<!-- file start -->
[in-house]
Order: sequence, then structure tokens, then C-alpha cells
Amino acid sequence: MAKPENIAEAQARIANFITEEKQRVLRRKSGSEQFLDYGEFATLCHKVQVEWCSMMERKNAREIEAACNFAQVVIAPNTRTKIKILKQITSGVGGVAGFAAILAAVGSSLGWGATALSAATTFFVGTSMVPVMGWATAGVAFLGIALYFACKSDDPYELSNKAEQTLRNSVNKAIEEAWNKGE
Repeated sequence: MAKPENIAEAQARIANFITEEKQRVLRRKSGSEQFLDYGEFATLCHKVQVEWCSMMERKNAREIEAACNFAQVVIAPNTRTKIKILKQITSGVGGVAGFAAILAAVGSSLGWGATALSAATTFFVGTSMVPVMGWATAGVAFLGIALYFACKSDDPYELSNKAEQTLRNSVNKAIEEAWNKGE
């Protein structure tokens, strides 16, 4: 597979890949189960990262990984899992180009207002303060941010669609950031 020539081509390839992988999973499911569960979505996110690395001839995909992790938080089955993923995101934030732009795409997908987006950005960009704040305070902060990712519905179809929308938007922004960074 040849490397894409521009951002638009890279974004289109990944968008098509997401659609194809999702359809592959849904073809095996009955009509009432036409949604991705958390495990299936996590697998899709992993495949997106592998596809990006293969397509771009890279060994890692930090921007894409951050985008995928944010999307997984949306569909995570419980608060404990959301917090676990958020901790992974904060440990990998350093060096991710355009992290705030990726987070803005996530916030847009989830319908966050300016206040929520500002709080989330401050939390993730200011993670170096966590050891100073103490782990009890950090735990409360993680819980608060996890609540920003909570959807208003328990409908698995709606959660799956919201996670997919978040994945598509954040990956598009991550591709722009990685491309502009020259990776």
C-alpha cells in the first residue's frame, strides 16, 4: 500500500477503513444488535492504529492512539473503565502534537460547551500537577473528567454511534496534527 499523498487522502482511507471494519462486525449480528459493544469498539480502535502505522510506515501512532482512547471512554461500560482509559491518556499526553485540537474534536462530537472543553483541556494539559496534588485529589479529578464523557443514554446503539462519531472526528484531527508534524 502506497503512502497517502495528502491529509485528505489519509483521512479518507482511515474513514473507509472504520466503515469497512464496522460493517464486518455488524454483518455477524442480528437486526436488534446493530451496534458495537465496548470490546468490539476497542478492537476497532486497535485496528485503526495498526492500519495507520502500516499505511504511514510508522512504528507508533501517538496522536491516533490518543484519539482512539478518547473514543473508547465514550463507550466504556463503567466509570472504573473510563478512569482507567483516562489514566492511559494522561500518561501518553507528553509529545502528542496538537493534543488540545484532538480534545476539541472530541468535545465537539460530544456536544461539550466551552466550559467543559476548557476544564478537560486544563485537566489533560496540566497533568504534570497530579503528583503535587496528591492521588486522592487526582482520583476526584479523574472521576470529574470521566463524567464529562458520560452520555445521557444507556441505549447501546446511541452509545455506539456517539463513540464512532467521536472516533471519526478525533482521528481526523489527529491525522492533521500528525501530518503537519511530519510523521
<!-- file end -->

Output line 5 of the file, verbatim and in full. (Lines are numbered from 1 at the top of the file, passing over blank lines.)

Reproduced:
């Protein structure tokens, strides 16, 4: 597979890949189960990262990984899992180009207002303060941010669609950031 020539081509390839992988999973499911569960979505996110690395001839995909992790938080089955993923995101934030732009795409997908987006950005960009704040305070902060990712519905179809929308938007922004960074 040849490397894409521009951002638009890279974004289109990944968008098509997401659609194809999702359809592959849904073809095996009955009509009432036409949604991705958390495990299936996590697998899709992993495949997106592998596809990006293969397509771009890279060994890692930090921007894409951050985008995928944010999307997984949306569909995570419980608060404990959301917090676990958020901790992974904060440990990998350093060096991710355009992290705030990726987070803005996530916030847009989830319908966050300016206040929520500002709080989330401050939390993730200011993670170096966590050891100073103490782990009890950090735990409360993680819980608060996890609540920003909570959807208003328990409908698995709606959660799956919201996670997919978040994945598509954040990956598009991550591709722009990685491309502009020259990776």